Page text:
Sometimes you’re given the gift of knowledge. I’ve had at least five excellent teachers and mentors that had an enormous influence on my writing and what I’m doing today.
The gift can even be a good friend who has seen you both laugh and cry – someone who’s always there.
You may think of all these things as great gifts you’ve obtained over the course of your life, but did you know the down payment on your house can be a gift? It’s true.
In this post, we’ll go over how you can use gift funds to help fund your down payment or other mortgage-related costs.
Who Can Give a Gift?
Before we go over the different types of gifts and what they’re used for, we first need to discuss where the gift can come from. For Fannie Mae, Freddie Mac, jumbo and VA mortgages, the gift must come from a member of your immediate family (including your spouse, domestic partner or fiancé) or close extended family (grandparents, aunts or uncles).
With an FHA mortgage, the gift can come from any of those sources or the following:
- A close friend who wants to see you do well
- An employer
- A labor union
- A government agency
- A public entity such as a nonprofit that provides homeownership to families of low to moderate income first-time home buyers
You can use this search engine to find nonprofits that provide FHA assistance in your area.
There are two types of gifts that your relatives or contacts can provide: a cash down payment gift or, in the event a family member is selling the property to you, a gift of equity. In each case, the funds may be used for the down payment, closing costs and prepaid interest points. Depending on the type of loan, you may also be able to use the gift in order to pay off debts so you can qualify for your mortgage. In certain situations, a client has to have a certain amount of payment coming from their own funds:
- A 5% contribution is required on certain conventional loans if the down payment is less than 20%.
- There’s a required 5% client contribution on all jumbo loans.
- If your credit score is between 580 and 619, 3.5% of your FHA down payment has to come from your personal funds.
Show Me the Money: Cash Down Payment Gifts
A cash down payment gift is pretty straightforward. You get money from one of the sources above and use it toward your down payment and costs. There are a couple of things your lender will need from you in order to use the gift:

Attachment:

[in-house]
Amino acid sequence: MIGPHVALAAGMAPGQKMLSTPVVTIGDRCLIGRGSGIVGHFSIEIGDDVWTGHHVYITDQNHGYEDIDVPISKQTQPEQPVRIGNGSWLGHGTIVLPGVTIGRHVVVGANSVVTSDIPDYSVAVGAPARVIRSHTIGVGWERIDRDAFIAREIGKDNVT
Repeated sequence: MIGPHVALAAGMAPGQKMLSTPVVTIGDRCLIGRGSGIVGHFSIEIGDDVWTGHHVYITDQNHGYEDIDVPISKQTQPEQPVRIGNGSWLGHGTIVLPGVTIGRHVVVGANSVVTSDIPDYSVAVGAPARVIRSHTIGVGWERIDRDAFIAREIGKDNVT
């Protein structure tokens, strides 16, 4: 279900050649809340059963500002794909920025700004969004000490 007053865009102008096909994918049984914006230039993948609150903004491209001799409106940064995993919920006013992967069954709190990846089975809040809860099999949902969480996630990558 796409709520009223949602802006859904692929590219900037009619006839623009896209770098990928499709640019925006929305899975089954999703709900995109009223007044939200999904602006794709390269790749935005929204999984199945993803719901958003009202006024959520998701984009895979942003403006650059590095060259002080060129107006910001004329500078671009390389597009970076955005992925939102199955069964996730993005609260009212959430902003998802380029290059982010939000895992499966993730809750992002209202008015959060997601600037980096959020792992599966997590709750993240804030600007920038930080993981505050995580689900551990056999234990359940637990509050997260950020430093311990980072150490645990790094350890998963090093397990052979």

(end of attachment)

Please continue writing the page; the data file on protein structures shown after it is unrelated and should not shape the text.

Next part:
- A gift letter (including, among other things, the amount of the gift and a statement that it doesn’t have to be paid back)
- Evidence of the transfer of funds
You can show evidence of the transfer with the donor’s withdrawal slip and your deposit slip, or a copy of the check and evidence that it’s been deposited into your account. If the gift is made at closing, there must be a copy of the donor’s certified check and a settlement statement with the exact amount of the gift.
For FHA loans coming from a family member or close friend, some additional documentation is required.
We need a copy of the canceled or certified check. We also have to be able to verify that the donor had the money for the check in the account for at least 30 days prior to the gift. This is verified through bank statements.
If the donor borrowed the funds, they need to be able to document the source. The gift cannot come from cash the donor has on hand.
The Family Discount: Gifts of Equity
A gift of equity occurs when someone (usually required to be a family member) sells you a property for below the sale price. The difference between the price you pay and the listed price is considered an amount of equity to be used toward your down payment or to help pay off debt to qualify. It can also be used toward your points and closing costs.
On FHA loans, a client can also get a gift of equity from a nonprofit agency or his or her in-laws.
Gifts of equity are not allowed on VA and jumbo loans.
In order to use the gift of equity, a client must include a gift letter, just as if they were being given a cash down payment. Minimum client contribution requirements still apply as well.
That’s the lowdown on down payment gifts. If you still have questions, let us know in the comments.
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